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Carol Evelin (Misery, Switzerland)
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The Capture Of The Earl Of Glencrae: Number 3 in series (Cynster Sisters)
The Capture Of The Earl Of Glencrae: Number 3 in series (Cynster Sisters)
by Stephanie Laurens
Edition: Paperback
Price: £6.79

1 of 1 people found the following review helpful
4.0 out of 5 stars Somewhat Confused, 8 Oct 2014
I do find Stephanie's ability to place her heroines in jeopardy inventive and amusing. The fact that she managed to stretch this one over 3 books has to place it high on the list of most well done heroine perils. It has her usual mix of story and romance, though I would say less of the romance in this one - which is no bad thing. The same basic romantic interludes again and again can wear thin.

However I was somewhat confused reading this book because it features dear great aunt Clara. As I, like many others I suspect, have been reading these books as numbered in the Cynster family chart when she first appeared I thought, hang on, she died some books back. Which is in fact the case. In the list book number 10 "The Perfect Lover", Simon Cynster and Portia Ashford's story, it quite clearly states that Simon has inherited his estate from Clara almost immediately you start reading the book yet Angelica and Dominic's story is number 18, eight books later yet clearly taking place before "The Perfect Lover". So I actually went back through the books and put together a timeline based on the dates the books take place to give the correct reading order.

Prequel - The Promise in a Kiss - December 1776
1) Devil's Bride - August 1818
2) A Rake's Vow - October 1819
3) Scandal's Bride - December 1819
4) A Rogue's Proposal - March 1820
5) A Secret Love - April 1820
6) All About Love - June 1820
7) All About Passion - August 1820
8) On a Wild Night - February 1825
9) On a Wicked Dawn - May 1825
10) Temptation and Surrender - October 1825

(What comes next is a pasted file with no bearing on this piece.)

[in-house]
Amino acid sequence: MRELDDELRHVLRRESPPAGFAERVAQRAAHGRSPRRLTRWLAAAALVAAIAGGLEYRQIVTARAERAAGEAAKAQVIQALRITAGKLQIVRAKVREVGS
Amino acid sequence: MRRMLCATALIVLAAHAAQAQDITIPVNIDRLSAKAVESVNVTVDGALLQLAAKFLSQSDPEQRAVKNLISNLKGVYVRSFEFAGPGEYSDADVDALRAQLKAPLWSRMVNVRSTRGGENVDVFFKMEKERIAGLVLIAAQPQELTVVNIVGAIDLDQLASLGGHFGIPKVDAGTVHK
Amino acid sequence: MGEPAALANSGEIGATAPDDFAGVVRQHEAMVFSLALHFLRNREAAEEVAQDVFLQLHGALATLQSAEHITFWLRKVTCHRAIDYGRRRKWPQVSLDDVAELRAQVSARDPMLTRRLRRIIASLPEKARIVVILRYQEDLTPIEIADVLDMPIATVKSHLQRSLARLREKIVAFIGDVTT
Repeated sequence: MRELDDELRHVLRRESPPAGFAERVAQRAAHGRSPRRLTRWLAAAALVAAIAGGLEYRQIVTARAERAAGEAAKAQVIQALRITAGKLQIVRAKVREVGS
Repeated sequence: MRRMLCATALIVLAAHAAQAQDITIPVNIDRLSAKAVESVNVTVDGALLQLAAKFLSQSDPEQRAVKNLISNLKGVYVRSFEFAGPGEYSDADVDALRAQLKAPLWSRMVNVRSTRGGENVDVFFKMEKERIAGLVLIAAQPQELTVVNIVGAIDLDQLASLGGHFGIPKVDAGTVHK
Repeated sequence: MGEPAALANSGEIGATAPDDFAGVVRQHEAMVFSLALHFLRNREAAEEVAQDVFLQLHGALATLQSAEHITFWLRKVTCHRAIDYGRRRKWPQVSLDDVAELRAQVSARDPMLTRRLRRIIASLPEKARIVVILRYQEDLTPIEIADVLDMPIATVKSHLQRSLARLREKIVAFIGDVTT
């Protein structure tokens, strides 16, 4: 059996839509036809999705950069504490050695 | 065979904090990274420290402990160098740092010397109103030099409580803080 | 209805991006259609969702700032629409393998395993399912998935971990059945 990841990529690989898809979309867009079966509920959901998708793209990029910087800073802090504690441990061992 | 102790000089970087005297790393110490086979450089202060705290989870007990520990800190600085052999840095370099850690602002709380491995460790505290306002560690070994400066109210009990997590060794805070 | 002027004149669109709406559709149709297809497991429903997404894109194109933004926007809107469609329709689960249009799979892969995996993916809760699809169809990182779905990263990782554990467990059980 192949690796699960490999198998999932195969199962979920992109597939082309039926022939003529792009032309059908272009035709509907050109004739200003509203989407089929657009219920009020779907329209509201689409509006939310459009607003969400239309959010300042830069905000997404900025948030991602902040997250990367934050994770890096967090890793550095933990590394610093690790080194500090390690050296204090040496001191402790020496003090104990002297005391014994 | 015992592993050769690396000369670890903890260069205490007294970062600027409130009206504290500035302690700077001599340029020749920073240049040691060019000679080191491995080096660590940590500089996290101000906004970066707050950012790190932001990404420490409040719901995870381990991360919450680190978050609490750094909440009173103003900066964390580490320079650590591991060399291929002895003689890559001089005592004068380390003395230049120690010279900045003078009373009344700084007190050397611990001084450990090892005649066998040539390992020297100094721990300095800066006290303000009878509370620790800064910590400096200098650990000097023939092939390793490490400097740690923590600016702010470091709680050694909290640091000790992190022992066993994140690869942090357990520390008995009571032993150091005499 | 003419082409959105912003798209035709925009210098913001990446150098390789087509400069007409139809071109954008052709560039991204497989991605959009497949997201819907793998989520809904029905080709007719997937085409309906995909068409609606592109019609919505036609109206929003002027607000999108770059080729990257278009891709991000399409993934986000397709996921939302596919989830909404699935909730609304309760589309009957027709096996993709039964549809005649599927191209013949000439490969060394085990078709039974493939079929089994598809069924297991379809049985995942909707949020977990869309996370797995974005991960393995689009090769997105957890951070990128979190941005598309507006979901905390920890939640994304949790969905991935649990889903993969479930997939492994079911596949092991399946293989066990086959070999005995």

11) Viscount Breckenridge to the Rescue - February 1829
12) In Pursuit of Eliza Cynster - April 1829
13) The Capture of the Earl of Glencrae - June 1829
14) The Truth About Love - June 1831
15) What Price Love? - August 1831
16) The Taste of Innocence - February 1833
17) The Ideal Bride - June 1835
18) The Perfect Lover - July 1835
CBA1) Where the Heart Leads - November 1835
19) And Then She Fell - April 1837
20) The Taming of Ryder Cavanaugh - May 1837

While I can appreciate that Stephanie has a large group of characters to keep track of, not correcting the read list to take account of the changes brought about by more recent offerings doesn't help her fans. This is a simple change to make and I hope someone (author/editor) will pick this up and make the necessary alteration.


Rosetta Key, The (An Ethan Gage Adventure)
Rosetta Key, The (An Ethan Gage Adventure)
by William Dietrich
Edition: Paperback
Price: £7.99

3.0 out of 5 stars Lighthearted story, but unloveable main character, 8 May 2014
The second book in a series though I haven't read the first. Doesn't take itself seriously, but I found the main character, Gage, shallow, shelfish and pretty unloveable. Unfortunately, Dietrich couldn't even get the date of the Templars' arrest right. The year was 1307, not 1309. It's okay for a lighthearted holiday read, but not worth keeping in your library collection.


Kingdoms of Amalur: Reckoning - the Official Guide (collector's Edition)
Kingdoms of Amalur: Reckoning - the Official Guide (collector's Edition)
by Future Press
Edition: Hardcover
Price: £17.33

4.0 out of 5 stars Great guide - missing basic, but very necessary info though, 13 Nov 2013
Verified Purchase(What is this?)
I'm a strategy guide nut and always try and get them for my game playing. This is a pretty comprehensive guide for the game. It's full of lots of useful info: potion recipes, gem creation and blacksmithing are all well covered as are the various quests. There are a lot of the latter so 600 pages isn't just padding out. But what it could have done with was a couple of pages with the various consoles/PC controls/keys needed to actually play the game. It's been designed for consoles, but it wouldn't really have taken much just to provide a list of controls for all the play systems. I recently decided to play the game again and had to resort to starting a new toon and going through the tutorial part of the game just to find out which key I needed to work the tumblers when lockpicking (it's "D" btw) because the two brief (very brief) mentions of lockpicking in the guide don't have this info. Nor are they included in the in-game manual, which frankly is worse than useless. As these are a vital tool to enable you to play the lack of them in a 600 page tome is a major omission.

A few build ideas/guides would have been nice too, along the lines of those provided with D2. It would help new players get an idea of how various classes work when the various masteries are combined.


Kingdoms of Amalur: Reckoning (PC DVD)
Kingdoms of Amalur: Reckoning (PC DVD)
Offered by Game Trade Online
Price: £6.63

1 of 2 people found the following review helpful
3.0 out of 5 stars An okay game, 13 Nov 2013
= Fun:3.0 out of 5 stars 
I don't really know what to make of this game. There are some things I like about it, but unfortunately, many more I do not.